City critical of county’s decision
Commissioners turn down tax exemption worth $268,000
Craig City Council members were disgusted with a county decision to turn down $268,000, and they haven’t been shy about letting their feelings be known.
“This was a pretty childish thing to do,” Craig City Councilor Don Jones said Tuesday. “It doesn’t surprise me.”
A 1913 state statute limits annual property tax growth to 5.5 percent. County commissioners applied for an exemption to that statute to keep taxes generated by new oil and gas production. But they didn’t pursue a second exemption for other property tax revenue.
The second exemption was worth $268,007, but $134,003.50 would have gone to the city of Craig.
“What bothers me is the restrictions on the dollars and the fact that we have to give half of it away,” Hampton said at a Nov. 30 meeting.
Commissioner Marianna Raftopoulos said restrictions on how the money could be spent would end up costing the county additional money, which neither is available nor budgeted for 2005.
The funds could be used only for capital projects — and the county had none budgeted for 2005, according to Raftopoulos.
“We don’t have any capital projects in our budget,” she said.
And they didn’t have the time to add any, she said.
“Our concern was we would’ve had to develop a capital project which would take staff time and resources,” she said. “We had a week to come up with a project, so we felt we didn’t have the time to make this determination, and we didn’t want to add anything to our budget at that time. It wasn’t a considerable amount of money.”
That wasn’t a good enough reason for city officials, who would have had no restrictions on how they spend their portion.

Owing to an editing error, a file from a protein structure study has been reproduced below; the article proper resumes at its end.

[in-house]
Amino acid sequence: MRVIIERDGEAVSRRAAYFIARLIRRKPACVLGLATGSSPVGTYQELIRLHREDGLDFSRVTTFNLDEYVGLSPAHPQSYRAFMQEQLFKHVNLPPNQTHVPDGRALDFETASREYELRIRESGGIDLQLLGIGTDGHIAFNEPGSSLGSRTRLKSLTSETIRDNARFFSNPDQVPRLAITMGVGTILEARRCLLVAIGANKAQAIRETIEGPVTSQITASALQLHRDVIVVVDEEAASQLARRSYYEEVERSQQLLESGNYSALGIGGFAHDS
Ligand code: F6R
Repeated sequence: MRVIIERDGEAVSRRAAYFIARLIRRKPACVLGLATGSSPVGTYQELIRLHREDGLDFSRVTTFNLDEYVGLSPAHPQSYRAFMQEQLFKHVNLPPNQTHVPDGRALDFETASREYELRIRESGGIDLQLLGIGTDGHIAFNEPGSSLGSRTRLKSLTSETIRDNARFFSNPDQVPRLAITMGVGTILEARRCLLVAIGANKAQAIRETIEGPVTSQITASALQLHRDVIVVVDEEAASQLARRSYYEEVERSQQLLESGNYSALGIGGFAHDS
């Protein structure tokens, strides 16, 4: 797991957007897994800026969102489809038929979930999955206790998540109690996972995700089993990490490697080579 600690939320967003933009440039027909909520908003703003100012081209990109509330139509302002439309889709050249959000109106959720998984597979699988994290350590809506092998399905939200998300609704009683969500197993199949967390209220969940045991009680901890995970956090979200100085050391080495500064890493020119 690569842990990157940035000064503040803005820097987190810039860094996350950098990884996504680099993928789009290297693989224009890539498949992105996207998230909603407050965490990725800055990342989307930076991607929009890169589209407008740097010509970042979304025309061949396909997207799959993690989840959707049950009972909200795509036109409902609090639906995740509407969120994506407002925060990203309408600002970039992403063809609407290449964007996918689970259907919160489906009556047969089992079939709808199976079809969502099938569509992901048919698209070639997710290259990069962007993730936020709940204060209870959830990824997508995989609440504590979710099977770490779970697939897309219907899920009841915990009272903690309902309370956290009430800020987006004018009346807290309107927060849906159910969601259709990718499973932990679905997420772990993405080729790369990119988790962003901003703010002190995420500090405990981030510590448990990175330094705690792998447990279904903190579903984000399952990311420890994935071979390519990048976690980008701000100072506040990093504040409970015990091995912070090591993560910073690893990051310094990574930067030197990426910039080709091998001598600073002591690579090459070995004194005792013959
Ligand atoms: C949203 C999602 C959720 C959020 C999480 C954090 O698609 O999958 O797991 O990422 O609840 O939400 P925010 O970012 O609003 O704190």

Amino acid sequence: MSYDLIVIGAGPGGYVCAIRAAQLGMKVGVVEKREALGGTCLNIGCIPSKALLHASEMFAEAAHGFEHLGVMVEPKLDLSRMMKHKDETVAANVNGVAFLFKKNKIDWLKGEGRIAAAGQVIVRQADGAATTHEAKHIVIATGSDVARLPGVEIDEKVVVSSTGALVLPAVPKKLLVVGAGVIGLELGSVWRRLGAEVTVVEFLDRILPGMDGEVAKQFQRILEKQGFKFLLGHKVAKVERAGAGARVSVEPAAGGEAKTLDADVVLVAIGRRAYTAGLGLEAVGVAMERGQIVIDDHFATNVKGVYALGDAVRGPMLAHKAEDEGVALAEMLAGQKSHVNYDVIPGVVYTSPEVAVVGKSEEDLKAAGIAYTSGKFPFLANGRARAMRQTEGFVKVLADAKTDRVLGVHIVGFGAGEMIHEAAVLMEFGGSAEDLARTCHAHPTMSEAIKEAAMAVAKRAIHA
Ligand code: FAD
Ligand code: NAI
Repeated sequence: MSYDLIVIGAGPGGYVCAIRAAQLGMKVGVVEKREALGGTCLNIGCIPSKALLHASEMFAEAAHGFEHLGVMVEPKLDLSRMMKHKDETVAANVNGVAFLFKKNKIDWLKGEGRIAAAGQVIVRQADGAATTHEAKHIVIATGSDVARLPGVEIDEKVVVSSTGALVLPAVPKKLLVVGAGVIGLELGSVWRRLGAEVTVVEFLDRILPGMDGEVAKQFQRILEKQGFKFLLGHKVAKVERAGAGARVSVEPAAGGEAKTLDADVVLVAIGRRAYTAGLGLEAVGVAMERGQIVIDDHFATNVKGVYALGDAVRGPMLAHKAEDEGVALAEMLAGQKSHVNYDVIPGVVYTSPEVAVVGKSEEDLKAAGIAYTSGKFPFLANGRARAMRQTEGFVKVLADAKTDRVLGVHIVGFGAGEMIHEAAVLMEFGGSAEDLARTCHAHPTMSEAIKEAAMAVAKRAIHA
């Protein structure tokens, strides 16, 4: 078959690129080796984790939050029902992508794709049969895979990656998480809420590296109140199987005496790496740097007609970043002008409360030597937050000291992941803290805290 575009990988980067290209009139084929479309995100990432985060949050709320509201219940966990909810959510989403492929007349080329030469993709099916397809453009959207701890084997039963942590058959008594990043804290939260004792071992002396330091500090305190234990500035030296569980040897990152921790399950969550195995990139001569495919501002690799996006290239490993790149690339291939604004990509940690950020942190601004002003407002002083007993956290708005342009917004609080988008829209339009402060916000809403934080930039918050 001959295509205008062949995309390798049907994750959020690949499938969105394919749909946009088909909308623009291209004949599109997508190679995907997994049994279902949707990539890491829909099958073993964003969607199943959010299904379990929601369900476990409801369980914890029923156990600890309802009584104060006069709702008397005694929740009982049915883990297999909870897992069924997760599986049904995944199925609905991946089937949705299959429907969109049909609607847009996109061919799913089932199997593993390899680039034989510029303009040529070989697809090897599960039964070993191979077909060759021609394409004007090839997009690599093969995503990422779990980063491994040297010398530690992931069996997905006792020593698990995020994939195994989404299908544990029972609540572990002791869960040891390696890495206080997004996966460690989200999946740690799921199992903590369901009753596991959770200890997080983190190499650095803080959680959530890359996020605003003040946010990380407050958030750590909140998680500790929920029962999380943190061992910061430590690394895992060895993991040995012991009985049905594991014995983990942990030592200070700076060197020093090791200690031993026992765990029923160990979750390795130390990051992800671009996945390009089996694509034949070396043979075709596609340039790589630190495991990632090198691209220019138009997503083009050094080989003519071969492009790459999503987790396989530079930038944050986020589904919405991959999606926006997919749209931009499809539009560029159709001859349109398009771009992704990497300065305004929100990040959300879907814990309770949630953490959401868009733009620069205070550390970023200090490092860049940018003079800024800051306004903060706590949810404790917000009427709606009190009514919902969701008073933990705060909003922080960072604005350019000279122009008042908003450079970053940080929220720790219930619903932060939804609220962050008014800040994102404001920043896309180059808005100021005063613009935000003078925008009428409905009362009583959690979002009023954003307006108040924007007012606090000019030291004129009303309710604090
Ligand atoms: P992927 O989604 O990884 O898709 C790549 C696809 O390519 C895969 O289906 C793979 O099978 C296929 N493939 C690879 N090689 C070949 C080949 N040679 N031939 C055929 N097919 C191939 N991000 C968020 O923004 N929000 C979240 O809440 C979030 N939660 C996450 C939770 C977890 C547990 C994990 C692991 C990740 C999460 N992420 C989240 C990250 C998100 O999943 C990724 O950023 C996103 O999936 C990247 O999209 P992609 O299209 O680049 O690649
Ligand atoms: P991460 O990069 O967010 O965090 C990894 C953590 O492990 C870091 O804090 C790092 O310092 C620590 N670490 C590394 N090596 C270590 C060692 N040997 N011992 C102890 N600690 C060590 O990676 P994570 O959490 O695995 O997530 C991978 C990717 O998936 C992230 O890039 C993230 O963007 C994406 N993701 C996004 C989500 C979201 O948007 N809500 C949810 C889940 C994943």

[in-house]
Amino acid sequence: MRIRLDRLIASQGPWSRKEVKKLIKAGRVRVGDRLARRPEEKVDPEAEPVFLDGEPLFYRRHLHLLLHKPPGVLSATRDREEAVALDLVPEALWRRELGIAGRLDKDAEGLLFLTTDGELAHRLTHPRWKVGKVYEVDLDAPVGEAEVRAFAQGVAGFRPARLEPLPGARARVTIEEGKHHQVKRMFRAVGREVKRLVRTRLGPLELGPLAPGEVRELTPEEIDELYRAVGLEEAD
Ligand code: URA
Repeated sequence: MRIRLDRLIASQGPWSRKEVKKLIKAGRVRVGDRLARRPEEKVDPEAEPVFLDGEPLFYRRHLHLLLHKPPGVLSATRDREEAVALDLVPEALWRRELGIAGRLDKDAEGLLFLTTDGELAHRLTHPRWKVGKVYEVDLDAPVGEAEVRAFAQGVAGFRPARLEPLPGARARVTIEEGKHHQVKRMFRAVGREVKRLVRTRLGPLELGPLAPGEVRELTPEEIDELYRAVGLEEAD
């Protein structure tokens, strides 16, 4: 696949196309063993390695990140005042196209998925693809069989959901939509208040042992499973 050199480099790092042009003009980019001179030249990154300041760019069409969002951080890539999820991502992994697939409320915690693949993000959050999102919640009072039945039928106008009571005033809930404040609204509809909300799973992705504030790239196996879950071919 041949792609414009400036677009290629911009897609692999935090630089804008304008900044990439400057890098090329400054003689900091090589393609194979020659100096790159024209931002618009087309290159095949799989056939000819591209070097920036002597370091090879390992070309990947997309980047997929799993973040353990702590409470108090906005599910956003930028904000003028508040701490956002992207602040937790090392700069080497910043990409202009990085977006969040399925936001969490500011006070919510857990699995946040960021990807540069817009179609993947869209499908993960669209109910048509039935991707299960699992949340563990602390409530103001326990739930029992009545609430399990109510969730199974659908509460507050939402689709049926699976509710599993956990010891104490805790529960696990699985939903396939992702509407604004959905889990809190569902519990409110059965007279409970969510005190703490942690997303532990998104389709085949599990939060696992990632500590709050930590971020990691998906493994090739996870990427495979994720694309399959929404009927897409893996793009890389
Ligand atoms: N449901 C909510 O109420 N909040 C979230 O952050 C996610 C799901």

“If they would’ve called us, we would’ve helped,” City Manager Jim Ferree said. “We’re never too busy to go after $268,000.
“The last time I looked at a map, the city of Craig is in Moffat County and city of Craig residents pay county taxes,” he said.
Raftopoulos said the money could not have been spent on maintenance project — chip sealing or magnesium chloride, for example.
“It just would’ve cost more money, more time and more personnel,” she said. “My thought when we looked at this wasn’t what the city would or wouldn’t get, it was how it would benefit the county. We had to see our benefit and we just couldn’t justify (creating) a capital project just to spend that money.”
Councilor Tom Gilchrist called the county decision a “slap in the face.”
“That’s not in the best interest of the taxpayers,” he said. “It’s ridiculous.
“It’s total financial mismanagement.”
Nothing can be done at this point about the county’s decision not to pursue the exemption.
The opportunity won’t present itself again until next year, and Raftopoulos is recommending the new board of commissioners ask voters for a permanent, non-restricted exemption.
If voters agree, the county will not have to share the money with the city and can spend it any way officials see fit.
“I’m not sure I know all the facts and figures, but if (the figures) are right, all I can say is the voters made the right choice,” City Councilor Don Jones said during last week’s council meeting.
Christina M. Currie can be reached at 824-7031 or firstname.lastname@example.org.
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Next week, Colorado Northwestern Community College and Moffat County are hosting a free day-long seminar for local ranchers and agriculture producers.